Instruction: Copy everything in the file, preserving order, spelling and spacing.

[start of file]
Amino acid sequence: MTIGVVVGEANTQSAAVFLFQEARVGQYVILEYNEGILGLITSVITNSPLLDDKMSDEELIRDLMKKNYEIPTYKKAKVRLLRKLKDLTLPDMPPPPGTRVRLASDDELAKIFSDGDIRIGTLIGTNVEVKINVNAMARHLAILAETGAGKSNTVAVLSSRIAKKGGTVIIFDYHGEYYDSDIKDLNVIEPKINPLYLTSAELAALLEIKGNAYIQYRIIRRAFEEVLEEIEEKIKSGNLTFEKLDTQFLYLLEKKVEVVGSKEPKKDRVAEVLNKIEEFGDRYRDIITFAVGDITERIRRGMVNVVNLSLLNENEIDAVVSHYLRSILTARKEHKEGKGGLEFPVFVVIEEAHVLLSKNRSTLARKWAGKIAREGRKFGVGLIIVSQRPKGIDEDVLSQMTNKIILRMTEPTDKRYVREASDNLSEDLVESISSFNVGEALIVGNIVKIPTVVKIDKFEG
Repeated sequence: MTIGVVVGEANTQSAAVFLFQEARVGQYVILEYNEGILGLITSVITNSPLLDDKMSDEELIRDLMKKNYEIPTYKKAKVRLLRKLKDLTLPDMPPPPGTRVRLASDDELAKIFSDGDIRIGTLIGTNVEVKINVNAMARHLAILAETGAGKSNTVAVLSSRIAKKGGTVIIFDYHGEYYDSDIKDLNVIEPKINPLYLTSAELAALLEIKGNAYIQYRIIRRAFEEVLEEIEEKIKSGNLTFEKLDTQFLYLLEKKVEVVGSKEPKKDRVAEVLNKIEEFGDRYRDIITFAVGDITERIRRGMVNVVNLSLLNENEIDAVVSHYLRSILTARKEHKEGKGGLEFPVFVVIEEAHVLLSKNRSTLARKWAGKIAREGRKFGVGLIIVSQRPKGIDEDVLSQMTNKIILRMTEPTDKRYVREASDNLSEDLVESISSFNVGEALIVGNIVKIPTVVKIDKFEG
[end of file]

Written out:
Amino acid sequence: MTIGVVVGEANTQSAAVFLFQEARVGQYVILEYNEGILGLITSVITNSPLLDDKMSDEELIRDLMKKNYEIPTYKKAKVRLLRKLKDLTLPDMPPPPGTRVRLASDDELAKIFSDGDIRIGTLIGTNVEVKINVNAMARHLAILAETGAGKSNTVAVLSSRIAKKGGTVIIFDYHGEYYDSDIKDLNVIEPKINPLYLTSAELAALLEIKGNAYIQYRIIRRAFEEVLEEIEEKIKSGNLTFEKLDTQFLYLLEKKVEVVGSKEPKKDRVAEVLNKIEEFGDRYRDIITFAVGDITERIRRGMVNVVNLSLLNENEIDAVVSHYLRSILTARKEHKEGKGGLEFPVFVVIEEAHVLLSKNRSTLARKWAGKIAREGRKFGVGLIIVSQRPKGIDEDVLSQMTNKIILRMTEPTDKRYVREASDNLSEDLVESISSFNVGEALIVGNIVKIPTVVKIDKFEG
Repeated sequence: MTIGVVVGEANTQSAAVFLFQEARVGQYVILEYNEGILGLITSVITNSPLLDDKMSDEELIRDLMKKNYEIPTYKKAKVRLLRKLKDLTLPDMPPPPGTRVRLASDDELAKIFSDGDIRIGTLIGTNVEVKINVNAMARHLAILAETGAGKSNTVAVLSSRIAKKGGTVIIFDYHGEYYDSDIKDLNVIEPKINPLYLTSAELAALLEIKGNAYIQYRIIRRAFEEVLEEIEEKIKSGNLTFEKLDTQFLYLLEKKVEVVGSKEPKKDRVAEVLNKIEEFGDRYRDIITFAVGDITERIRRGMVNVVNLSLLNENEIDAVVSHYLRSILTARKEHKEGKGGLEFPVFVVIEEAHVLLSKNRSTLARKWAGKIAREGRKFGVGLIIVSQRPKGIDEDVLSQMTNKIILRMTEPTDKRYVREASDNLSEDLVESISSFNVGEALIVGNIVKIPTVVKIDKFEG